Despite his spring 2019 cirrhosis diagnosis, Adam felt fine for several months — but things took a turn this summer. “My physical appearance was changing, my cognitive ability was changing, and my attitude and demeanor was changing,” Adam recalled. Melissa recalls his personality as “salty.”

After visiting doctors in Orlando, they found he was in advanced liver failure. Adam’s Model for End-Stage Liver Disease (MELD) score — which ranges from 6 to 40 and measures severity of liver disease based on lab tests — was so high those physicians believed he would not be a transplant candidate.

By the time the McLeans arrived in Richmond by mid-September, Adam was extremely ill. “He was at death’s door when he came to us,” Dr. Levy said. Liver failure quickly leads to additional conditions, and Adam had gastrointestinal bleeding and temporary brain damage (encephalopathy). He required dialysis for kidney failure and breathing support with a ventilator. 

The VA healthcare system and UNOS (United Network for Organ Sharing) prioritizes transplant candidates based on the progression of their illness. “He was at or near the top of our list based on him being literally days away from dying,” Dr. Levy said.

A turn for the better at Richmond’s VA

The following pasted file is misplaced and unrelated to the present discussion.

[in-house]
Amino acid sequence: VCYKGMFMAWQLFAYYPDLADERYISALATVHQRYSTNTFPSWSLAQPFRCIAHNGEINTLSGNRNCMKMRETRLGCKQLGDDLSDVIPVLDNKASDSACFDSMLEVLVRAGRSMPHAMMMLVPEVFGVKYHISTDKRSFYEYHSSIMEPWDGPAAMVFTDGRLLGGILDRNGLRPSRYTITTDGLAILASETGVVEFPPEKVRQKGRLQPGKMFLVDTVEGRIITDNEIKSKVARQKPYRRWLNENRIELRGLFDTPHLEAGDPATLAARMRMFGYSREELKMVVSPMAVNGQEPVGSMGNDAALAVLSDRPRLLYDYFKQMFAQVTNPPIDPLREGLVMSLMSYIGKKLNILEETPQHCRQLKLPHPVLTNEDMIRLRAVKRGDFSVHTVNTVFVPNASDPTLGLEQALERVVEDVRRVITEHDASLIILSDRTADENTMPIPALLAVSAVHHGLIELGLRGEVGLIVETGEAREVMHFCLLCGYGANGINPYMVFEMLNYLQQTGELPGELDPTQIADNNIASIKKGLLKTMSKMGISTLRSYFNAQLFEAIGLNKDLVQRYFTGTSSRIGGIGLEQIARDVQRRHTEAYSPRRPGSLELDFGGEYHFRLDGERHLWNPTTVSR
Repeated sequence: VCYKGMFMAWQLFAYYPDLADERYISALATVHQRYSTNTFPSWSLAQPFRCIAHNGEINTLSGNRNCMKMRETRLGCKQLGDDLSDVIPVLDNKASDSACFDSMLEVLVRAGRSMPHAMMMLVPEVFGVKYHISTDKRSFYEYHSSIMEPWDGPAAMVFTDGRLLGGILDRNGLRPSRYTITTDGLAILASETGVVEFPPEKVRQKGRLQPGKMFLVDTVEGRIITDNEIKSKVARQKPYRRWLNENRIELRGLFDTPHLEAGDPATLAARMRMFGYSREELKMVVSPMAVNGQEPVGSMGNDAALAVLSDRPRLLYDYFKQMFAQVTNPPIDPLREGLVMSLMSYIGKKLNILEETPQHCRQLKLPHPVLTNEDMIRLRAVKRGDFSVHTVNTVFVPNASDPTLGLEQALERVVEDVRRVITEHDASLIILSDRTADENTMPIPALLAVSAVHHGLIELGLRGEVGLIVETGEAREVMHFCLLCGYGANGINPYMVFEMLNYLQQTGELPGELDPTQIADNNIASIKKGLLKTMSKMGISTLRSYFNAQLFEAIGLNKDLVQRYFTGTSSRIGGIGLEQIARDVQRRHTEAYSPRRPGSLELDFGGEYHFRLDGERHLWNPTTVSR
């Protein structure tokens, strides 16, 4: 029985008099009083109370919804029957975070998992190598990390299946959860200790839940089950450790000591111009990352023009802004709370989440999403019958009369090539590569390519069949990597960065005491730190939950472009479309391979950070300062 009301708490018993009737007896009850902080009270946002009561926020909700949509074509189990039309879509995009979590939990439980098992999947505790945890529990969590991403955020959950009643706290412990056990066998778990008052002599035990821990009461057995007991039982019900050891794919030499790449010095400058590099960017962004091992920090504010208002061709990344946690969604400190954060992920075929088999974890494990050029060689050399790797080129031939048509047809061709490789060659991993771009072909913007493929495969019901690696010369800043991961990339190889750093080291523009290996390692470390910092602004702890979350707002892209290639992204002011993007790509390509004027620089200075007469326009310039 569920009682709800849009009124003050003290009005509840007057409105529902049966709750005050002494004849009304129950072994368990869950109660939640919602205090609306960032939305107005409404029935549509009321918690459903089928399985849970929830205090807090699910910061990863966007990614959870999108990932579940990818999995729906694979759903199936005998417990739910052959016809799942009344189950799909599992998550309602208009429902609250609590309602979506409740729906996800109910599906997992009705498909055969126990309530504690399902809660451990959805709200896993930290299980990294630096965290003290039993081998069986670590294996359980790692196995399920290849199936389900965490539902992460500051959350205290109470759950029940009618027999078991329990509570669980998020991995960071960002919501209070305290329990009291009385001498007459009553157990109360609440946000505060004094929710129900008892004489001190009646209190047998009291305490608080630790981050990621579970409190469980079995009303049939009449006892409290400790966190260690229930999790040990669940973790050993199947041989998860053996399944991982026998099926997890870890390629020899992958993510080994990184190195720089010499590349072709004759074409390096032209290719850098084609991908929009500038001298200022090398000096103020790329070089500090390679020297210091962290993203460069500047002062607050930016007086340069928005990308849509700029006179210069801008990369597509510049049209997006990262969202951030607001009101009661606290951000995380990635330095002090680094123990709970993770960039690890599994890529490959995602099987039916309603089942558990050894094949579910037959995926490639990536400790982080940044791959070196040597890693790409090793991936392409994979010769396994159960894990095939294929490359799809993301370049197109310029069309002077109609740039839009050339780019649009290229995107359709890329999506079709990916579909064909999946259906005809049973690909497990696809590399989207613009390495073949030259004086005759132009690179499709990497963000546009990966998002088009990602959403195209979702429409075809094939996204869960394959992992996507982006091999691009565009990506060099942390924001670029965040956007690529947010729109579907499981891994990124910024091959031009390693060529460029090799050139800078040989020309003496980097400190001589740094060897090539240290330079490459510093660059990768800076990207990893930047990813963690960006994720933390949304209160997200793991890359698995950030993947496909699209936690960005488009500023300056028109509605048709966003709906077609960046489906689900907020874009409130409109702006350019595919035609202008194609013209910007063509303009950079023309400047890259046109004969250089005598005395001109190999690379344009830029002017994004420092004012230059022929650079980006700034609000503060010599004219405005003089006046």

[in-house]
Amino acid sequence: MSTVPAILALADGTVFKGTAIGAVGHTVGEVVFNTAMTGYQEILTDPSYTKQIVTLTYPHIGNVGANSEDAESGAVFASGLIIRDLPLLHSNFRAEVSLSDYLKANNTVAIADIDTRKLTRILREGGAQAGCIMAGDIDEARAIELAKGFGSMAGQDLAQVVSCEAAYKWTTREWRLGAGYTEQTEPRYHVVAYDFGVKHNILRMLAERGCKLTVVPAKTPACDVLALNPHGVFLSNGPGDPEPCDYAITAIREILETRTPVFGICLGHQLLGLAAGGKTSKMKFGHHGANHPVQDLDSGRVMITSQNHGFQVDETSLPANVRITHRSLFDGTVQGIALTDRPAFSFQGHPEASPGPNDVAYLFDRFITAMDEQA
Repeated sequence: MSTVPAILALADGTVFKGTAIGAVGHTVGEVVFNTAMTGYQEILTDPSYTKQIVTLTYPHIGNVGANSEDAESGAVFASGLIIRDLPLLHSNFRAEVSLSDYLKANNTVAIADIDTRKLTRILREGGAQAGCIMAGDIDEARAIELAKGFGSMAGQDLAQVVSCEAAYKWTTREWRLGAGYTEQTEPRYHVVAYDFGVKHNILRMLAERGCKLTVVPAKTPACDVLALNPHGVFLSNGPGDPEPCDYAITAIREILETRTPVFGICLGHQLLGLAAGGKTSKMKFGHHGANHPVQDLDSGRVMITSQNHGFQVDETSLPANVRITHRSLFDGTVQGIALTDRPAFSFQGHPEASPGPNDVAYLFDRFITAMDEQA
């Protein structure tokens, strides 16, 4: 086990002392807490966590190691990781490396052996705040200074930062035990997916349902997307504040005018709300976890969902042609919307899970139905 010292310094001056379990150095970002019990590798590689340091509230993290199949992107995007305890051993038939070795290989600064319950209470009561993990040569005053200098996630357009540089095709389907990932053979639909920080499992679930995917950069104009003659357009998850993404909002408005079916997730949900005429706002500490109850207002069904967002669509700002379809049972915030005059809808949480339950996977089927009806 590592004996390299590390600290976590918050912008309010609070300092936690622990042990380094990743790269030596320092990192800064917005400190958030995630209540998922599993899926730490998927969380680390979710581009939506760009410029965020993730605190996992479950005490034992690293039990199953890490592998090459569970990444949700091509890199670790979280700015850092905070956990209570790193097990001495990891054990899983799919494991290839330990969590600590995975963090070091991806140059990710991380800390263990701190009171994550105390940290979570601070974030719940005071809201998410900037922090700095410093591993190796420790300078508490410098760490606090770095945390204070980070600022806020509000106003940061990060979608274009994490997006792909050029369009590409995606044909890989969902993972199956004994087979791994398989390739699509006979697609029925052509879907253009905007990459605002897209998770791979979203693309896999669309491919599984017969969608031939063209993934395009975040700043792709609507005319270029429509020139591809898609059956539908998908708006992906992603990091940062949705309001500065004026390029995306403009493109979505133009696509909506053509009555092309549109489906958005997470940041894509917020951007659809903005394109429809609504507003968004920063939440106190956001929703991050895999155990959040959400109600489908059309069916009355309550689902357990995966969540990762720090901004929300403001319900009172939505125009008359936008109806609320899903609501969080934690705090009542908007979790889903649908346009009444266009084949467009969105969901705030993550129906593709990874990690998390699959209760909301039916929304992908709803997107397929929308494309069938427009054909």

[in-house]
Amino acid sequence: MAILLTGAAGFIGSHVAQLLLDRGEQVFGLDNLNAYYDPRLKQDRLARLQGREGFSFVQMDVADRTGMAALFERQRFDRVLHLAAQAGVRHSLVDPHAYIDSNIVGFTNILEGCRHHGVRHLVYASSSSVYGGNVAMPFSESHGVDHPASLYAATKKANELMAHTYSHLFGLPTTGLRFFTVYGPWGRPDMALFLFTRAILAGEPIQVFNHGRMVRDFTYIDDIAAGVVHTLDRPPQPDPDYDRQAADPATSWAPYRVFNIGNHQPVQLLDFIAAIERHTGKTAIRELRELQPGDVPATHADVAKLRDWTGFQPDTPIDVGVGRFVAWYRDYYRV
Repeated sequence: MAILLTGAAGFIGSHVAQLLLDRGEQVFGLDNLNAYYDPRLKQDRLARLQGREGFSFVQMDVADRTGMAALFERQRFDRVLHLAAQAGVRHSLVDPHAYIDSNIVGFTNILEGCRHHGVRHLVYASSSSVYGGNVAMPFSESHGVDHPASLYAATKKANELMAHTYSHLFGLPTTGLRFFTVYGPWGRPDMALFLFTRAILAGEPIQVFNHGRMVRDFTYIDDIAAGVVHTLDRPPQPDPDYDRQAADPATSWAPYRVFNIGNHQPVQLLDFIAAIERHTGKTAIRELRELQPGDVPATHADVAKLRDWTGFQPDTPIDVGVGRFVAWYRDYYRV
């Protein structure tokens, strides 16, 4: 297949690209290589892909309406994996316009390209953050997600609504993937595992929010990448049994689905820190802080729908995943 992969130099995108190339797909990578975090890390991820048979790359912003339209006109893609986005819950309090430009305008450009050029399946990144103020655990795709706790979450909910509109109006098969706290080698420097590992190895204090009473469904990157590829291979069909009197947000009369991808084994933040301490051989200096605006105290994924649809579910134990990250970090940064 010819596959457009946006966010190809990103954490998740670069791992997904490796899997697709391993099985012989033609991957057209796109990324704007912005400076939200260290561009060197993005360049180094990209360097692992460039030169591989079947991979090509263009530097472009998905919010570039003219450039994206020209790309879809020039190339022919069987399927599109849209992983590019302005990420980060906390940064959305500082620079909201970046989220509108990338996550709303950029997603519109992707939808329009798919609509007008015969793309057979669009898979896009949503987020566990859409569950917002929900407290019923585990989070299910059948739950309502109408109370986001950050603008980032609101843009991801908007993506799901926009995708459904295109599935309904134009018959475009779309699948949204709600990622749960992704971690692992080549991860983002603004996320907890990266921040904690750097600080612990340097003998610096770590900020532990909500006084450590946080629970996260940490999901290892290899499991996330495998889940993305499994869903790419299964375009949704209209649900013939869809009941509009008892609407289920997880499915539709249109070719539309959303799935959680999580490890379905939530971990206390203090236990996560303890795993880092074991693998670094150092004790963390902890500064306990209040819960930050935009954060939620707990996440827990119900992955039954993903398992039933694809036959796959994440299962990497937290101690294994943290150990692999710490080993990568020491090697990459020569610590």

Adam was stabilized five miles northeast of McGuire VA at VCU Medical Center. Once stable, he was put under the care of doctors at the Hume-Lee Transplant Center, home to one of the busiest transplant programs in the nation. Last year alone, the center performed 87 liver transplants, a calendar year record for VCU Health. Even amid the COVID-19 pandemic, the center has safely continued transplants. In September, it celebrated its 100th liver transplant of 2020.

With Adam bedridden at VCU Health, Melissa met with Dr. Levy, the surgeon who would help lead the diverse clinical team to greenlight his transplant. Candidates must meet a series of guidelines based on lab tests, X-rays and interviews with members of the liver transplant team.

“I was petrified. I thought it was over for us. I was sitting in the office and Dr. Levy came in and sat down and looked me in the eye and said, ‘I think he’s a great candidate,’” Melissa said. “He had an upbeat tone in his voice. I just melted on the spot.”

The transplant selection committee approved Adam’s transplant, which took place the evening of September 21 and into the 22nd.